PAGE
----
This world has never before changed so widely and deeply as in our time. Changes have taken place in politics and government, economics and industry, trade and travel, communication and education, customs and traditions, opinions and beliefs. Scarcely anyone would venture to predict what may mark the remaining decades of this century.
Our concern is with theology in this changing scene. How has theology fared in this changing world? What has theology to contribute to this changing world?
Fortunes Of Theology
How has theology fared? It too has been marked by change. For theology has been a growing science. It did not spring full-grown as Minerva from the head of Jove. It has come through a long development.
This development has not been due to slow invention. For the materials of theology were not invented by men. They were God-given. The truth with which theology deals was furnished to faith in creation and revelation. The task of the theologian has been that of “exhibiting the facts of Scripture in their proper order and relation, with the principles and general truths involved in the facts themselves, and which pervade and harmonize the whole.” Slowly the data have been collected, interpreted and correlated.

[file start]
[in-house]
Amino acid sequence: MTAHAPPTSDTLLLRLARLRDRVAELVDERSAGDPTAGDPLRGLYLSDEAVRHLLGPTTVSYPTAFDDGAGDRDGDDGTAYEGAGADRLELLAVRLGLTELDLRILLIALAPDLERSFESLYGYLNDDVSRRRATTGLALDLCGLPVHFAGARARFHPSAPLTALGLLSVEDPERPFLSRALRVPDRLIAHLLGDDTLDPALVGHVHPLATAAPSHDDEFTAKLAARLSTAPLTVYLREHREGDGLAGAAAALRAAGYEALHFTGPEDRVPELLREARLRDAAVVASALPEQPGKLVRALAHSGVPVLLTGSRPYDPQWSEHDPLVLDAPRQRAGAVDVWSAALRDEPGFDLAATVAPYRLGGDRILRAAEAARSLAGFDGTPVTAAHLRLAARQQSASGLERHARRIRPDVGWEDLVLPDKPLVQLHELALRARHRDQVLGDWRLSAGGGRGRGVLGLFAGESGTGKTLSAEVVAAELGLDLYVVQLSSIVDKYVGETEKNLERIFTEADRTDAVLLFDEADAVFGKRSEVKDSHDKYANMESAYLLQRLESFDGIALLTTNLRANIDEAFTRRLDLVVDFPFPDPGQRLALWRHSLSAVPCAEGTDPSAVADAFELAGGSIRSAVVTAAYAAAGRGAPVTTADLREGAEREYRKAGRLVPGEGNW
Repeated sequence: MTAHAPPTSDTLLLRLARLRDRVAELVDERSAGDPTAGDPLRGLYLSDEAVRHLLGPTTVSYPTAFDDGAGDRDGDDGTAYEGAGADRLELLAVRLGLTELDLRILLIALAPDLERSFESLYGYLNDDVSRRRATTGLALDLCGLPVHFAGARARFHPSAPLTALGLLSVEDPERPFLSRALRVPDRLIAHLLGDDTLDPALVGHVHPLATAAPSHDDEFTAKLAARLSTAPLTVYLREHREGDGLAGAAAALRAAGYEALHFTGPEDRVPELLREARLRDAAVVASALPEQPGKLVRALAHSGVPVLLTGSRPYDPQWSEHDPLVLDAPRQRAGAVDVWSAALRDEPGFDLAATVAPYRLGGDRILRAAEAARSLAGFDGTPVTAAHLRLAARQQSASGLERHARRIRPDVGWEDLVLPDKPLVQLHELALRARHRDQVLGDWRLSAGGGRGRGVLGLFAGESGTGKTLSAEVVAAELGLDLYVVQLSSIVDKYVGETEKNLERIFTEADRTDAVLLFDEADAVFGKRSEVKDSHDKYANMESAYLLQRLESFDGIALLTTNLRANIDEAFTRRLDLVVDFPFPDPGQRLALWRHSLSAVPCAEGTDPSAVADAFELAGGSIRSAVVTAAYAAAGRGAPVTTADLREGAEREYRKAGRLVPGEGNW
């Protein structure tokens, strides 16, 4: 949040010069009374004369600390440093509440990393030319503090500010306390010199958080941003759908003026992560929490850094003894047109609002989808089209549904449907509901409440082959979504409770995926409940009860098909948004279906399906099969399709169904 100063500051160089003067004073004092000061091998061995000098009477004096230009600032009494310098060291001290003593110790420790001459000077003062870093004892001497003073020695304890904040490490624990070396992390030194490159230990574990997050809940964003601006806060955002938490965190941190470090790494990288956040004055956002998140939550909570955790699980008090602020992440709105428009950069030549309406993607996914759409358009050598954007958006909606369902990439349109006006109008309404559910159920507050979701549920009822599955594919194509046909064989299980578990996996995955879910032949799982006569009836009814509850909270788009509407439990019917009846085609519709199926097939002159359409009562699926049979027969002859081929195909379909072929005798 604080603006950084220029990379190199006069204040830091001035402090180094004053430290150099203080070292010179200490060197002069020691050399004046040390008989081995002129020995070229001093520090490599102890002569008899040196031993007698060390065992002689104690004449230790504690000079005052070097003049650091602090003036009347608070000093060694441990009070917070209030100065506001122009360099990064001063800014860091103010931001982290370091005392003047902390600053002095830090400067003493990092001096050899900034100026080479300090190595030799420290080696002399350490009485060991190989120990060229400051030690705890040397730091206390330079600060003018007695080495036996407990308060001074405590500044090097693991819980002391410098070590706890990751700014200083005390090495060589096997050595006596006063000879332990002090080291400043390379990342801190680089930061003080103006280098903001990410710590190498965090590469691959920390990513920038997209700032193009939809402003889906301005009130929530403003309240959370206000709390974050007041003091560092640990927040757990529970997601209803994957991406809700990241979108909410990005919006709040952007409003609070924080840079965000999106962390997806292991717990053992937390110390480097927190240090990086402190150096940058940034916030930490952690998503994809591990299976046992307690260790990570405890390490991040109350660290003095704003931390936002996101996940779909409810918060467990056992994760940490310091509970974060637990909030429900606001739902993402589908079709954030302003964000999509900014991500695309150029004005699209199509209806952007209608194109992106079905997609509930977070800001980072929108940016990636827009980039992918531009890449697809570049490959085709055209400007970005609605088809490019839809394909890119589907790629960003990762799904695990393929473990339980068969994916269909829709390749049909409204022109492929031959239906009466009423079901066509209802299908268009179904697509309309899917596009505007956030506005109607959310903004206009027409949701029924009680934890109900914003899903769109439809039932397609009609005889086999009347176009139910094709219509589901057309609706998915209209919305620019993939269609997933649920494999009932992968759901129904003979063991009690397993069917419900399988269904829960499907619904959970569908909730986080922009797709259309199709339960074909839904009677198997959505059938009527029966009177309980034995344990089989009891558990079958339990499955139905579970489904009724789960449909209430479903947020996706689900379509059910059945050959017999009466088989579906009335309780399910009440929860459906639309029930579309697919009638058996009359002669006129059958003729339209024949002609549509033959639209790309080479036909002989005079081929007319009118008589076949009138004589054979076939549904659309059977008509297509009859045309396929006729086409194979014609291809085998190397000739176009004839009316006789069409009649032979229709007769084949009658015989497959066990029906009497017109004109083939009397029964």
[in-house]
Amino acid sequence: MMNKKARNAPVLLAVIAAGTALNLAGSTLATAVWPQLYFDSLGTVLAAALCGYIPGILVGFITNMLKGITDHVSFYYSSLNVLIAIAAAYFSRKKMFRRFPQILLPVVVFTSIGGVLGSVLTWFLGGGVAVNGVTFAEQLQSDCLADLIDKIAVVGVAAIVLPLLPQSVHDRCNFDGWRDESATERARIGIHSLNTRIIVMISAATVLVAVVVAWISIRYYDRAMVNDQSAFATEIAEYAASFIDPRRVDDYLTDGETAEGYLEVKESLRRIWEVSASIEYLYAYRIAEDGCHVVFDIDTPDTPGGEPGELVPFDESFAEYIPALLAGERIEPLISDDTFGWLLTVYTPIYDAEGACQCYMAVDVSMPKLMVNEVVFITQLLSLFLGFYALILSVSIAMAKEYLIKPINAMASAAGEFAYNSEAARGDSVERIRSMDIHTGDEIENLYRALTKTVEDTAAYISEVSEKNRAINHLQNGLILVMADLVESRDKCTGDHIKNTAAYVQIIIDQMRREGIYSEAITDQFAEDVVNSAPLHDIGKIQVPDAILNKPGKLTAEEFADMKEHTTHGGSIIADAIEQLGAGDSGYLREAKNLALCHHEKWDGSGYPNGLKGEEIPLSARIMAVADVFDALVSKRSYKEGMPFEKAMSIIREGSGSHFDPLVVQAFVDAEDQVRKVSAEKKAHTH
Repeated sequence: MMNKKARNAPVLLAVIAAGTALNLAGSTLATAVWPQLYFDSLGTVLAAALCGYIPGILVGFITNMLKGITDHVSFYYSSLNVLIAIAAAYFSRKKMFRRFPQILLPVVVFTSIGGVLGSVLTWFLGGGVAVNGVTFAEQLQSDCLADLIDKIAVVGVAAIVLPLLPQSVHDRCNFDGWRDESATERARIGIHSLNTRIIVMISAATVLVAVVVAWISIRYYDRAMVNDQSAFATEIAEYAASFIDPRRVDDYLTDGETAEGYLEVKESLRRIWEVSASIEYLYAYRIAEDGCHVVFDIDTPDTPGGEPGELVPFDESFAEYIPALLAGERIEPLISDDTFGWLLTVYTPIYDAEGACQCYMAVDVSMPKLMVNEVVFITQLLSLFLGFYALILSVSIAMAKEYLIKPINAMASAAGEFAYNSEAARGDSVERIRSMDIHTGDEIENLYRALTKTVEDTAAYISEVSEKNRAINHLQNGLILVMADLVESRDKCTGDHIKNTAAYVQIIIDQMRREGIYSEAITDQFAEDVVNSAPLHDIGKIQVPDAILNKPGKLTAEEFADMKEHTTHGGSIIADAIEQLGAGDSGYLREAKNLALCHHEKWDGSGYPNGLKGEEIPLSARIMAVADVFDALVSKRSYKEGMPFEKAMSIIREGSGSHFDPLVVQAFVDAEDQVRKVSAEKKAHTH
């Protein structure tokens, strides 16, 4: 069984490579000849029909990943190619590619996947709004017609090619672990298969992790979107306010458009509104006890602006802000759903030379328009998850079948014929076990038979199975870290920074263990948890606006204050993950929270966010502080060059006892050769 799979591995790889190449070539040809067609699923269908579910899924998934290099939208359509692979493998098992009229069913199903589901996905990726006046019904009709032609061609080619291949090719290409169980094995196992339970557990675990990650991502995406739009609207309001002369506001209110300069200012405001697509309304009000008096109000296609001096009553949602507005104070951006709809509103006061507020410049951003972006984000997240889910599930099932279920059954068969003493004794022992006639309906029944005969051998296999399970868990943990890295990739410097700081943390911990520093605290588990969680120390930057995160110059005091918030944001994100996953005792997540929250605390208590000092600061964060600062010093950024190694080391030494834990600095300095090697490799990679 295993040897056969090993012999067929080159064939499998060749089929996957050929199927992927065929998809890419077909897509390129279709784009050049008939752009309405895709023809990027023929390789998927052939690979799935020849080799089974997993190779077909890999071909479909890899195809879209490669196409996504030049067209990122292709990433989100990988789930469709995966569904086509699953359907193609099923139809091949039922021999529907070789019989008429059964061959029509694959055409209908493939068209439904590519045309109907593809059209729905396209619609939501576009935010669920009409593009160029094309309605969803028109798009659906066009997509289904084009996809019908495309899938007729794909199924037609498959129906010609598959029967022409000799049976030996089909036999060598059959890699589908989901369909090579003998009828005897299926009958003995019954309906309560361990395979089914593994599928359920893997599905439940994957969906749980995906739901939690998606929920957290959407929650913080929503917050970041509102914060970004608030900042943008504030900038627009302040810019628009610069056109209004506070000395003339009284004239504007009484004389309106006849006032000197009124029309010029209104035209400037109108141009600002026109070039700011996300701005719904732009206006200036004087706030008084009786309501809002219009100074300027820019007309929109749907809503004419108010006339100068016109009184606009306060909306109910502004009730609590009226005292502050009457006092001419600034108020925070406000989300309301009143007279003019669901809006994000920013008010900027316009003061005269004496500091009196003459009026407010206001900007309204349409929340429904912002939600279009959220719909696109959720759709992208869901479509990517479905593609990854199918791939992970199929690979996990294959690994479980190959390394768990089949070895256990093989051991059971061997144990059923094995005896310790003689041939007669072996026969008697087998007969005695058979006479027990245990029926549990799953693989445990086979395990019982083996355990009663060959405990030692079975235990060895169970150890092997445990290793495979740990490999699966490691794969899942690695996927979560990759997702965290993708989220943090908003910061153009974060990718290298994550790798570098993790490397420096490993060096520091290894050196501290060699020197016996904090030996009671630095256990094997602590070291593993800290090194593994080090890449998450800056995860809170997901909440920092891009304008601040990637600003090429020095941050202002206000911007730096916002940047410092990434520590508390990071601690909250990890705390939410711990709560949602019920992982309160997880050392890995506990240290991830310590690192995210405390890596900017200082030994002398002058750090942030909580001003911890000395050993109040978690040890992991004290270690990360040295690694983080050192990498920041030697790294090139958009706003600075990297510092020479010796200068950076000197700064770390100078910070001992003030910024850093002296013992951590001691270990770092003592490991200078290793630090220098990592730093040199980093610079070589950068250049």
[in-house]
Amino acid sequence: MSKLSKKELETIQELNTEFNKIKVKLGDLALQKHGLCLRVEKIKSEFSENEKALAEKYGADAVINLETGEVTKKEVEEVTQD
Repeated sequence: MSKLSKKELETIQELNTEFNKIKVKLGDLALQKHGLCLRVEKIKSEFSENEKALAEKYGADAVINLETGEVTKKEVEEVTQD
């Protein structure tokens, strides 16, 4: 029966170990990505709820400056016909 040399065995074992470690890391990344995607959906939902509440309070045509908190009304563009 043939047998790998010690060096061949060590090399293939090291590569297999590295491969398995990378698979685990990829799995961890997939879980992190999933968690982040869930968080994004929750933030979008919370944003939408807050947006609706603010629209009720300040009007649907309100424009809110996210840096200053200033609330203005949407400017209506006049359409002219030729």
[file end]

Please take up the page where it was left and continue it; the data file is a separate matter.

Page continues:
Theological dogmas have long been in disfavor. I shall never forget Theodore L. Cuyler’s address the year I entered Union Seminary, Virginia. Referring to the growing dislike of dogma, he warned the faculty against relaxing their emphasis upon it. Raising himself to tiptoe, he shouted, “Invertebrate these young gentlemen!” I had never before heard the word “invertebrate” used as a verb meaning to put vertebrae or backbone into people.
Is the old theology still good theology? Has it been antiquated and invalidated by the ...1
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